Functional Health and Well-Being in Patients With Severe Atherosclerotic Peripheral Vascular Occlusive Disease

Joseph R. Schneider*, Colleen A. McHorney, David J. Malenka, Martha D. McDaniel, Daniel B. Walsh, Jack L. Cronenwett

*Corresponding author for this work

Research output: Contribution to journalArticlepeer-review

38 Scopus citations

Abstract

Functional health and sense of well-being are known to be adversely affected by chronic illness. The extent to which peripheral vascular occlusive disease (PVOD) alters these factors independent of other comorbid conditions is unknown. Sixty patients with PVOD severe enough to have required aortobifemoral bypass (AFB) between 1985 and 1990 were selected for evaluation. Although all were heavy smokers and 20% had suffered previous myocardial infarction, all had adequate cardiopulmonary function to survive AFB. The SF-20 questionnaire, validated in the Medical Outcomes Study (MOS), was used to evaluate patients' functional health and well-being at least 6 months after AFB. All grafts were patent at the time of questionnaire completion. Three measures of functional health (physical function, role function, and bodily pain) and three measures of well-being (mental health, health perception, and social function) were scored from SF-20 responses using the MOS protocol. These PVOD patients were then compared to MOS norms for patients without any chronic disease, to MOS norms adjusted for age and other comorbidities of the PVOD patients sampled, and to patients with congestive heart failure or recent myocardial infarction. Physical function, role function, and health perception were worse and bodily pain greater in patients with severe PVOD after surgical treatment as compared with MOS patients even after adjustment for comorbidities. Decrements in physical function, role function, and health perception for PVOD patients were comparable to MOS patients with congestive heart failure or recent myocardial infarction, whereas level of bodily pain was worse in PVOD patients than in these other groups. After adjustment for comorbidities, social function and mental health were not independently affected by PVOD. Functional health and well-being were not significantly different when PVOD patients with limb threat were compared to those with claudication. Severe PVOD is associated with decrements in functional health and well-being comparable to or greater than other severe chronic illness, even after successful revascularization. Further study is needed to examine the effect of revascularization on functional health.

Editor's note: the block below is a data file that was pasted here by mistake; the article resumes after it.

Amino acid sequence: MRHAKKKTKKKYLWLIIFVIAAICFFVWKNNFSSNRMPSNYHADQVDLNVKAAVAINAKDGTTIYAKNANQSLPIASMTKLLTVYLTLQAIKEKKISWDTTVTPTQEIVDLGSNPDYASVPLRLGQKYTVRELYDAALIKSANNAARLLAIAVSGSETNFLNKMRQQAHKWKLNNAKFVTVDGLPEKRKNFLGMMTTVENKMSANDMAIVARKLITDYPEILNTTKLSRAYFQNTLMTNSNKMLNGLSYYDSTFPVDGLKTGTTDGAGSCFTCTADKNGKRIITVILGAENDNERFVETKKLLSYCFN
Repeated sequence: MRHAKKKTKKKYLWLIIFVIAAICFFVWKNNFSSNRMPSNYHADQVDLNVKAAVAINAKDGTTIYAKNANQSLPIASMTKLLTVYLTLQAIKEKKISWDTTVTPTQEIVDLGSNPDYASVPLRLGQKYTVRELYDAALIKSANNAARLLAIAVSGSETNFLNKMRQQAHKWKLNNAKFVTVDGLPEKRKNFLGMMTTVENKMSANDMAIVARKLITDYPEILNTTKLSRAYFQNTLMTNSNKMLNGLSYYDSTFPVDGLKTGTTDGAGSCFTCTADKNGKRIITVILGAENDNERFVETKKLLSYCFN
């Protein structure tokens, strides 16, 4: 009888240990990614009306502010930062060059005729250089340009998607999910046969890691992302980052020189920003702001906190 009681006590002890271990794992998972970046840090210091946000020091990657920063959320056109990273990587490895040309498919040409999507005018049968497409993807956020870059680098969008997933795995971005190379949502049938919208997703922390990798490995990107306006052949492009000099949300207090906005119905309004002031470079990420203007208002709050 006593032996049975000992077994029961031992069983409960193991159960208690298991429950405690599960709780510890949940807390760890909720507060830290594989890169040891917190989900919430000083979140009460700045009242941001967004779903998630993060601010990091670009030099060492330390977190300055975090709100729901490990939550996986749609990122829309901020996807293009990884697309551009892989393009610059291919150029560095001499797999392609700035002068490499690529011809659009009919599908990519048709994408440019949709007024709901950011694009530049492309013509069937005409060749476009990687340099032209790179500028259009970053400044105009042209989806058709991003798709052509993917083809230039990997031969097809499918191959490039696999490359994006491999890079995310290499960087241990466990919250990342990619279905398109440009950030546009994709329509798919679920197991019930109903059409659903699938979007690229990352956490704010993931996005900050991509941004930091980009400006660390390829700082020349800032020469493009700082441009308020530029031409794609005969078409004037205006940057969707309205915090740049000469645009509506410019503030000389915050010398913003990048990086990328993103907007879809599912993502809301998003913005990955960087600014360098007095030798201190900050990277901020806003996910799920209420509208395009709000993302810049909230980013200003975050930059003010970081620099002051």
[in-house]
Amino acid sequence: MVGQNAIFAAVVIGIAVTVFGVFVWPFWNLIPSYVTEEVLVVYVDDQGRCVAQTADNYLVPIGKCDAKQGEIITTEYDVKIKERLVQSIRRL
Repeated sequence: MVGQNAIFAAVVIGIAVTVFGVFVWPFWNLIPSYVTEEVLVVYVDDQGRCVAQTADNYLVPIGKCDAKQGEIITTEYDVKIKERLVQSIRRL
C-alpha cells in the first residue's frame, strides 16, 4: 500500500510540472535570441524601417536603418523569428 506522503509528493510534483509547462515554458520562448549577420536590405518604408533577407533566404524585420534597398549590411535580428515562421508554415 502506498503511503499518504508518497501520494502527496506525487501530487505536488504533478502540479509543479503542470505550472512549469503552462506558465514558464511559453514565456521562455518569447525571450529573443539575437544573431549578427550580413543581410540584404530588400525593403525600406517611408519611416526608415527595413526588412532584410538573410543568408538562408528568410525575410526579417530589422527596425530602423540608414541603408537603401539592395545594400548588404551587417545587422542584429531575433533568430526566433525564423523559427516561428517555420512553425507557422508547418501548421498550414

Original languageEnglish (US)
Pages (from-to)419-428
Number of pages10
JournalAnnals of vascular surgery
Volume7
Issue number5
DOIs
StatePublished - Jan 1 1993

ASJC Scopus subject areas

  • Surgery
  • Cardiology and Cardiovascular Medicine

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